Samsung’s Galaxy S10 lineup has a lot going for it, with an attractive new design and the company’s best software yet. But Samsung customers that were expecting significant camera improvements may be left disappointed. While we’ll have to spend more time with the final phones to know for sure, yesterday’s launch event was not convincing.
That’s not to say Samsung didn’t talk up the Galaxy S10’s photographic potential. Product marketing director Suzanne De Silva described the phone’s new camera system as “a pro-grade camera that you don’t have to be a pro to use.” This is in reference to the triple-lens array on the back of the S10 and S10 Plus, letting you switch between 123-degree ultra-wide, 77-degree wide, and 45-degree telephoto perspectives; the suggestion was that the main advantage of professional cameras is the ability to change lenses.
But that’s not exactly true, otherwise we’d all be hailing last year’s LG V40 as the best phone camera on the market. The main advantage of pro cameras is their vastly superior image quality, and on that topic Samsung had very little to say.
At last year’s Mobile World Congress, Samsung placed a huge focus on the Galaxy S9’s photographic qualities, blanketing Barcelona in banners proclaiming “The Camera. Reimagined.” The biggest justification for that claim was the dual-aperture lens that could switch from f/1.5 to f/2.4 depending on the situation. It was certainly something new for smartphones, but in practice it was a gimmick; there are very few situations in which you’d want a smartphone camera to capture less light.
That exact same lens and sensor combination returns this year on the Galaxy S10, and Samsung didn’t even mention it on stage. Instead, most of the discussion was concentrated on the extra versatility provided by the three-lens setup. Which, to be clear, is a legitimately neat feature — I’ve been a fan of ultrawide and telephoto phone cameras ever since LG and Apple introduced them respectively, and having both on the Galaxy S10 will be great. I do worry, though, that Samsung isn’t focusing enough on the basics.
Perhaps I shouldn’t say “the basics,” because what I mean by that is actually extraordinarily complex. Google is the undisputed smartphone camera leader right now even though the Pixel 3 includes just a single lens, and that’s because the company has put more time and effort than anyone into the field of computational photography. Google uses AI, machine learning, and acutely designed algorithms to help produce phenomenal results from all of its Pixel cameras. Apple isn’t quite there yet, but did make significant strides in that direction with last year’s iPhones. And it doesn’t look like Samsung has an answer.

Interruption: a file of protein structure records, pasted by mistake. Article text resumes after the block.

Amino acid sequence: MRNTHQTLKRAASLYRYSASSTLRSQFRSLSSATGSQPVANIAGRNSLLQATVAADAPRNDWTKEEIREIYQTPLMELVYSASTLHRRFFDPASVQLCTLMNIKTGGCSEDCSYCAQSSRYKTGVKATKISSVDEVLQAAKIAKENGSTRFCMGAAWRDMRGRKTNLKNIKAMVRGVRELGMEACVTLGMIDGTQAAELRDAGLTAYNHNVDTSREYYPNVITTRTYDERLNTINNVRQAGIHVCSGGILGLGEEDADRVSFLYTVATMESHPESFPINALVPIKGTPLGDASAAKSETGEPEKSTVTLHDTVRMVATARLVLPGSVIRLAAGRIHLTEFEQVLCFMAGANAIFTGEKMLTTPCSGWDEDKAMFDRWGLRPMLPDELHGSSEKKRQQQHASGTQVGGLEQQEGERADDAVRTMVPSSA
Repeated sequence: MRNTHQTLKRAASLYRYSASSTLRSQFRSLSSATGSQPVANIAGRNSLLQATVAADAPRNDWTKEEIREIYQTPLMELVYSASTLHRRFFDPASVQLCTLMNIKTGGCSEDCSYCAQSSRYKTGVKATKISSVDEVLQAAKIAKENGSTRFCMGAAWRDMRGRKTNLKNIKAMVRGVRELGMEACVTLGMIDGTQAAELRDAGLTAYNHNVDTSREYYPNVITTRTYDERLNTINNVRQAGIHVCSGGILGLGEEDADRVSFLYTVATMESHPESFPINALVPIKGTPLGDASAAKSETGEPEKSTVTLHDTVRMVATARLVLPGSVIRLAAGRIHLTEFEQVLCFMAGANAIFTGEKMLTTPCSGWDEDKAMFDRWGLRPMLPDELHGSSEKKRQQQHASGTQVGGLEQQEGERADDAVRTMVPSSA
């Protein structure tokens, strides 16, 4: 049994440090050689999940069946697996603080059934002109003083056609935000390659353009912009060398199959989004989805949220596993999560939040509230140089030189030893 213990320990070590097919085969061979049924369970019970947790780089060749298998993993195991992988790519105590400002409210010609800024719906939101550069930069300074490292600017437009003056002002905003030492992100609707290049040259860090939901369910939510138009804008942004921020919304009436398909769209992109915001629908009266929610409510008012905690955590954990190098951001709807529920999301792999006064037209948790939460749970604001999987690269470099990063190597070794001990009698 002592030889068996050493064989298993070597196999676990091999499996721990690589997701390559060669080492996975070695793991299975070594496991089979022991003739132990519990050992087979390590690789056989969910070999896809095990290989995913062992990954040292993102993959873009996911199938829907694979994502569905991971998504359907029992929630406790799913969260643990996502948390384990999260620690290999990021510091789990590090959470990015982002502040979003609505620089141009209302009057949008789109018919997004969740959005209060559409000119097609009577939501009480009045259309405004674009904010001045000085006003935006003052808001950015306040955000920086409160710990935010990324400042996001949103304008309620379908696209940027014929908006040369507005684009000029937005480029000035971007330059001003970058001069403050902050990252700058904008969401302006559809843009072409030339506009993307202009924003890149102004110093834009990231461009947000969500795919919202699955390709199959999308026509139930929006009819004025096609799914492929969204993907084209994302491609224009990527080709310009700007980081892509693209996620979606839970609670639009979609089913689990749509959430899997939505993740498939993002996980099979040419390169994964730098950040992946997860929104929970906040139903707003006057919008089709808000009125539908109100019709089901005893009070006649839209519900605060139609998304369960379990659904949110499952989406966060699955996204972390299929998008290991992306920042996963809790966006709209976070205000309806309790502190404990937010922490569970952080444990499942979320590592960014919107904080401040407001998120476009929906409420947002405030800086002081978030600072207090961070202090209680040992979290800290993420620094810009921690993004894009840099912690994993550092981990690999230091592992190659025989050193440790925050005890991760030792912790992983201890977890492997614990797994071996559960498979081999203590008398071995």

Samsung did mention AI on stage, but didn’t say anything about how computational techniques might be used for basic photography. The Galaxy S10 is now said to make use of a neural processing unit (NPU) to help recognize scenes and adjust image settings accordingly, which is a feature Samsung has already been shipping on its phones alongside several other competitors.
But it’s unclear to what extent the NPU will improve the results, or how the results will differ with the US-bound version of the phone that’s based around a Snapdragon 855, which has different machine learning capabilities. The Galaxy S10 sold in most other regions will use Samsung’s own NPU-equipped Exynos 9820 processor, which the company has already touted for its AI potential. Either the different versions of the S10 will have different AI capabilities, or Samsung isn’t tying its AI features particularly strongly to its hardware; neither outcome suggests that it’s a priority for the company.
For me, the best camera-related feature in the Galaxy S10 actually pertains to video: it can capture footage in HDR10+, a standard that Samsung has pushed more than anyone else as an open alternative to Dolby Vision. HDR video capture of any kind is still uncommon in phones, but HDR10+ is a dynamic format where different brightness levels can be recorded for each scene, which seems like a great fit for the often uncontrolled lighting situations that we tend to shoot mobile video in. It should also be a good way to show off the S10’s undoubtedly class-leading display.
There’s no reason to think that the Galaxy S10 will have a bad camera. Subjective assessments of image processing aside, the company has been competitive in this area throughout the history of the Galaxy S series, if rarely the outright leader. But the S10 doesn’t look to be innovating much either in hardware or software. Adding more lenses is one thing, but without meaningful improvements in image quality, that’s something that anyone can emulate.
And this really has to be Samsung’s major concern as it heads into 2019 under heavy attack from Chinese manufacturers. In recent years, maintaining a certain level of flagship-caliber camera performance has been one of the main reasons to go with a Samsung phone over cheaper competitors like OnePlus and Honor. We’ll have to see what kind of results the S10 turns in, but right now Samsung’s pitch seems surprisingly muted.